1967 Honda CD175 Sloper
I finally decided that the GB500TT was not really being used that much and that as a good friend of mine wanted one, it could go to a new home. John and I had talked at length about my GB and it seemed to be exactly what he was looking for. It really was a lovely bike and I have thoroughly enjoyed owning and riding it - but it was time to move on. It also happened that John was thinking of selling his CD175 sloper, which was a model I had been tentatively admiring for some time. I also feel that I have given our previous Governments enough money in the past and they have only wasted it - so the fact that this bike is Tax Exempt (at the moment!) was a little bonus thrown in.
Chris and I were due to go South to the 60th wedding anniversary of our good friends Norman and Josie, so I measured the GB500 and the inside of my Citroen Berlingo van to see if was feasible to take it with us. I figured that with the rear number plate removed and fitted in rear wheel first it would be OK on it's main stand. It was then an easy matter to remove the front wheel and mudguard and with a wooden stand to bolt the wheel spindle through, it was in! Four ratchet straps down to the corner tie loops, already in the van, made sure it was not going to move during the 400 mile trip to Carlisle.
When we booked the ferry with Northlink, we found out that we could arrive in Stromness the night before and have a night on the boat (or is it a ship?) prior to the 06:30 sailing the following morning. This seemed a civilised way to start our trip and the en-suite cabin was wonderful - even a full breakfast was included! We were off the boat in Scrabster just after 8 and on our way down the A9 with very light traffic (just another reason why we love Orkney and Northern Scotland so much)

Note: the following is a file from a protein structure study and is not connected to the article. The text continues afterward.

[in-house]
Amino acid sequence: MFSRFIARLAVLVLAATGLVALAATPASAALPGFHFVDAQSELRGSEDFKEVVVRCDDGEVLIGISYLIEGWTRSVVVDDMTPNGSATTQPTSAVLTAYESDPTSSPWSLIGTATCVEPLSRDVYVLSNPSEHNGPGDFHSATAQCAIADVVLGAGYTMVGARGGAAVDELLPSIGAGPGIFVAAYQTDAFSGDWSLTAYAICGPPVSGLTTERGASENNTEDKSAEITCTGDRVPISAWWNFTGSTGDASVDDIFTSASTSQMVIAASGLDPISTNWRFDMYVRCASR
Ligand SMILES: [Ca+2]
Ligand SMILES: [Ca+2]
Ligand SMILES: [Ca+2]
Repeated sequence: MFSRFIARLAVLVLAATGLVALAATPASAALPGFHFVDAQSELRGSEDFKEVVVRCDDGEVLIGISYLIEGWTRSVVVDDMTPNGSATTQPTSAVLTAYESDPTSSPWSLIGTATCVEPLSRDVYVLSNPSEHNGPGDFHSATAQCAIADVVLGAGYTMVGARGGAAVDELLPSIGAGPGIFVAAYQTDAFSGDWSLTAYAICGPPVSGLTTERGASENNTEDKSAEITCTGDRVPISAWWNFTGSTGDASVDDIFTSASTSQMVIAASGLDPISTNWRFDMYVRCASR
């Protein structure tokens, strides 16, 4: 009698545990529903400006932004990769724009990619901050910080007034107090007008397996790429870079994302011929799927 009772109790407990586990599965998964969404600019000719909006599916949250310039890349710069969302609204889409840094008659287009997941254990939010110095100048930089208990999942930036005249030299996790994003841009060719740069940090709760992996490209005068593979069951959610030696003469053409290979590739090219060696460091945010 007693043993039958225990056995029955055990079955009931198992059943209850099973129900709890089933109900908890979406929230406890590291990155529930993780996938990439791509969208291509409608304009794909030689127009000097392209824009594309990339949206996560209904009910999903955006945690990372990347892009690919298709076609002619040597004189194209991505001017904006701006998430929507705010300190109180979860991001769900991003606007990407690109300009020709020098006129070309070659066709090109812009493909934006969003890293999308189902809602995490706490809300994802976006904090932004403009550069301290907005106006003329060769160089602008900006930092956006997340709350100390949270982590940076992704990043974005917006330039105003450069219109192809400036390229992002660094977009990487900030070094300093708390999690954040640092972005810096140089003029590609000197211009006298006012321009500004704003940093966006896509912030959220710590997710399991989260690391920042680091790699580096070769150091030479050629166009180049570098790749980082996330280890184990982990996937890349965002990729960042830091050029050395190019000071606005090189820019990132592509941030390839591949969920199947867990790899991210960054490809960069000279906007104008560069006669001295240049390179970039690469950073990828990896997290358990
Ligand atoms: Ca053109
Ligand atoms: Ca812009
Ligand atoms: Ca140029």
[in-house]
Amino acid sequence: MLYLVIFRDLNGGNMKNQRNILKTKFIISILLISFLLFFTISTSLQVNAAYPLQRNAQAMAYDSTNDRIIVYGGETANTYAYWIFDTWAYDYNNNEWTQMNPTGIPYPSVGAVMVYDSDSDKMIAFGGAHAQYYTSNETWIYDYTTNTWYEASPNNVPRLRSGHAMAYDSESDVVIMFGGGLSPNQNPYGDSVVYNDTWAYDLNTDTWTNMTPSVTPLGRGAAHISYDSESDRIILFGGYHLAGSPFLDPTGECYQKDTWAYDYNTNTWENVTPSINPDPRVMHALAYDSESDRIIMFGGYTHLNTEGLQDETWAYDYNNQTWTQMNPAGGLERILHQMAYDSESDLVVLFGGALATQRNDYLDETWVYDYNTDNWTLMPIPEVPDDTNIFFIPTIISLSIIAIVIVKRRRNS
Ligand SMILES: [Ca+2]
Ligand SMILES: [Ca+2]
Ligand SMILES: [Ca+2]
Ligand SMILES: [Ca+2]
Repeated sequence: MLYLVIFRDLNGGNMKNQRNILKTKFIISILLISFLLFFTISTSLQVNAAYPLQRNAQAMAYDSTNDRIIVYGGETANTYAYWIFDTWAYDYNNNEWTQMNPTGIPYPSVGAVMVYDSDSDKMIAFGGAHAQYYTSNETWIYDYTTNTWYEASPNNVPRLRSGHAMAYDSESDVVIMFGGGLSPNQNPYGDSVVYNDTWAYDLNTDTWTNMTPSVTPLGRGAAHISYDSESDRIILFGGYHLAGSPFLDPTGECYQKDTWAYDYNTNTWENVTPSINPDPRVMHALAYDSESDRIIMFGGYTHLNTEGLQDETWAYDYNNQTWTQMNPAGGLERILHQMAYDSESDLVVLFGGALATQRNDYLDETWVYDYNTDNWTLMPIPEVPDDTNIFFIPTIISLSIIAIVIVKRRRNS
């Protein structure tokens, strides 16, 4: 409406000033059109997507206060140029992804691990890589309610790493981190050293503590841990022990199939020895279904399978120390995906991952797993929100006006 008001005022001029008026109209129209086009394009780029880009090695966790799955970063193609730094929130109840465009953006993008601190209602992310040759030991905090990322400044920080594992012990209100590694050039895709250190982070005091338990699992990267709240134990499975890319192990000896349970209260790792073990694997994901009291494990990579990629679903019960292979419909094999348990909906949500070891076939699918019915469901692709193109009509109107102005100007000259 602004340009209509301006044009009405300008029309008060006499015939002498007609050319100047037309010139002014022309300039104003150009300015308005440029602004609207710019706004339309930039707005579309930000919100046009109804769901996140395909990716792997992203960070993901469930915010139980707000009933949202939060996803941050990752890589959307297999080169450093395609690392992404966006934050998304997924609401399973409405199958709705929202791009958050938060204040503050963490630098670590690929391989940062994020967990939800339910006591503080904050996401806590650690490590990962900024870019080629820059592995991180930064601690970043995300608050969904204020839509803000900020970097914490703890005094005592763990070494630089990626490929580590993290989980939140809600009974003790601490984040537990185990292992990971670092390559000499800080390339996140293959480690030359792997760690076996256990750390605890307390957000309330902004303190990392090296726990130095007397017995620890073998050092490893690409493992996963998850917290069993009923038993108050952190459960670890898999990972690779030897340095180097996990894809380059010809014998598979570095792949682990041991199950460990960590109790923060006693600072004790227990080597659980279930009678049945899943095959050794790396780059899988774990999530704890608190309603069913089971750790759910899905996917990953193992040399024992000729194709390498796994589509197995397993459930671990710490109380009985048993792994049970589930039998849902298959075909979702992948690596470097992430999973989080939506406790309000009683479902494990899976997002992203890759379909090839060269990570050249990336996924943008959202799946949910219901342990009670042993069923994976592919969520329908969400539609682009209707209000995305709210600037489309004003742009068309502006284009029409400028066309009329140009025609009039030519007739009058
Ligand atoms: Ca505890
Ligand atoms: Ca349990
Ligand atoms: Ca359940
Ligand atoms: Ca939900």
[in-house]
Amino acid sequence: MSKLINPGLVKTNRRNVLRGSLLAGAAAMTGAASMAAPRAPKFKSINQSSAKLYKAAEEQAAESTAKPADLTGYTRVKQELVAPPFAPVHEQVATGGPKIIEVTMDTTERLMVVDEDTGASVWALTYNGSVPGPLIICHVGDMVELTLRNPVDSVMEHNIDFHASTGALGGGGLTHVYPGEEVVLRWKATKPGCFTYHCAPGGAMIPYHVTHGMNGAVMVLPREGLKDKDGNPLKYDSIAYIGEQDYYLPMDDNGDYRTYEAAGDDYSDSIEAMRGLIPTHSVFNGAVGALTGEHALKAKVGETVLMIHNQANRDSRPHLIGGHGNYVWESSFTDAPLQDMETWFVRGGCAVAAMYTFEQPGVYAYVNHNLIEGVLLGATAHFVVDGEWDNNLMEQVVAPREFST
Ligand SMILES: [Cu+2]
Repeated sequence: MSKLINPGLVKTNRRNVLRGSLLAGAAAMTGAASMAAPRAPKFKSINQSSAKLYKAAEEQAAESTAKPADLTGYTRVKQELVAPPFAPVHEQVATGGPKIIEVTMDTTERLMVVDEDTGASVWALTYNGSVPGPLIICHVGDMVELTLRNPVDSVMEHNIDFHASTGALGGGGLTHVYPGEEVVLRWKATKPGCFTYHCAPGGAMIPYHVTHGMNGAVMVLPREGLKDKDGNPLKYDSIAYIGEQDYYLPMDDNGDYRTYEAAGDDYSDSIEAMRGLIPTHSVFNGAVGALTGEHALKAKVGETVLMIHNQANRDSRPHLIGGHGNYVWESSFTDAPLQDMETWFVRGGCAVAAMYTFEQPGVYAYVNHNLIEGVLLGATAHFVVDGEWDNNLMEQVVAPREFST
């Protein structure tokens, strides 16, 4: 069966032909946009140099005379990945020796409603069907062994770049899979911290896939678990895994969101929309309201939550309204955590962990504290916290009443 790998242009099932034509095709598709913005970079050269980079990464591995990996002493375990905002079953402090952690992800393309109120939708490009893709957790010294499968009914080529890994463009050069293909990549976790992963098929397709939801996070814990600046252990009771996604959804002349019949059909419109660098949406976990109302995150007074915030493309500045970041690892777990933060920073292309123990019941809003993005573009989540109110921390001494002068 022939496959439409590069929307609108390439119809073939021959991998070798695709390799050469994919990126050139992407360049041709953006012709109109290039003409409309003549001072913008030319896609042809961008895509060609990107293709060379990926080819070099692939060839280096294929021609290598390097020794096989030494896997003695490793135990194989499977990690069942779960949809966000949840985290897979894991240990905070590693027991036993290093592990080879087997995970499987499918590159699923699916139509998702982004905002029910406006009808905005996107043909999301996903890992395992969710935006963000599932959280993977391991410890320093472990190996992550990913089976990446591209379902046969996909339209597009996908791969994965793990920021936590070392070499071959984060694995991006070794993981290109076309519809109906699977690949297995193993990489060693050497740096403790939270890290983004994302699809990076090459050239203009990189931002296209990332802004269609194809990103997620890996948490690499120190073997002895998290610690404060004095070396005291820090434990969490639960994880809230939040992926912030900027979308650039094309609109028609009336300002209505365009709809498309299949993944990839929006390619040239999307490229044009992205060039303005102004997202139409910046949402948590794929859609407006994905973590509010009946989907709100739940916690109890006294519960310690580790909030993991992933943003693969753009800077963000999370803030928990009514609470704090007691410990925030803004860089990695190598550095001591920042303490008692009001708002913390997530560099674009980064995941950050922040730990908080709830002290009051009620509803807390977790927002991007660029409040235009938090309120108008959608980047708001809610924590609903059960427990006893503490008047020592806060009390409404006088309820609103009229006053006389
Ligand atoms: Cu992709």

The plan was that we would leave the GB with John and stay over that night with them before the last bit of the journey to Southport. We would then pick up the CD 175 on our way home to Orkney - it fitted in without any dismantling, front first and secured in the same way as the GB.
The new bike is very complete and runs fine, but it will need a bit of cosmetic TLC before it takes to the road. There is quite a bit of history with it and one of it's previous owners was a life-long motorcycle dealer and enthusiast by the name of Jim Lee - there are a couple of letters from him in the file of stuff - very nice! Although it has been previously dismantled and painted, I would like to get it in the colour which it left the factory with. It's not far off and I am not trying for concours, but RS paints have the correct shade of Neptune Blue metallic for me to apply and I have said many times in these pages that I really love refinishing tanks, panels and the like. I have found someone locally who will apply 2-pack primer to my filling and blocking, so that I can put the colour on after flatting, before they cover that with plenty of 2 pack lacquer for me to flat and polish.
The engine has been 'top ended' but I will also strip it to repaint the crankcases and covers. Some of the bolts could do with re-plating and I have now set myself up with some simple equipment for that task. New gaskets and seals will probably be all that will be required, unless there are some unpleasant surprises in there - but the way it runs, I would very much doubt that. I usually de-glaze the bores on these early Hondas - it just helps keep the oil consumption low - but realistically, it's never going to be flogged up and down the motorway for thousands of miles each year is it?
The silencers are really good, although one has a small mark which might 'tease out' with the baffle removed and a suitable implement made to go inside - more on that later! The down-pipes will need re-chroming and few other minor parts too, so I will use the services of Prestige Electroplaters (now in Mexborough) again as I have always been very satisfied with their work.
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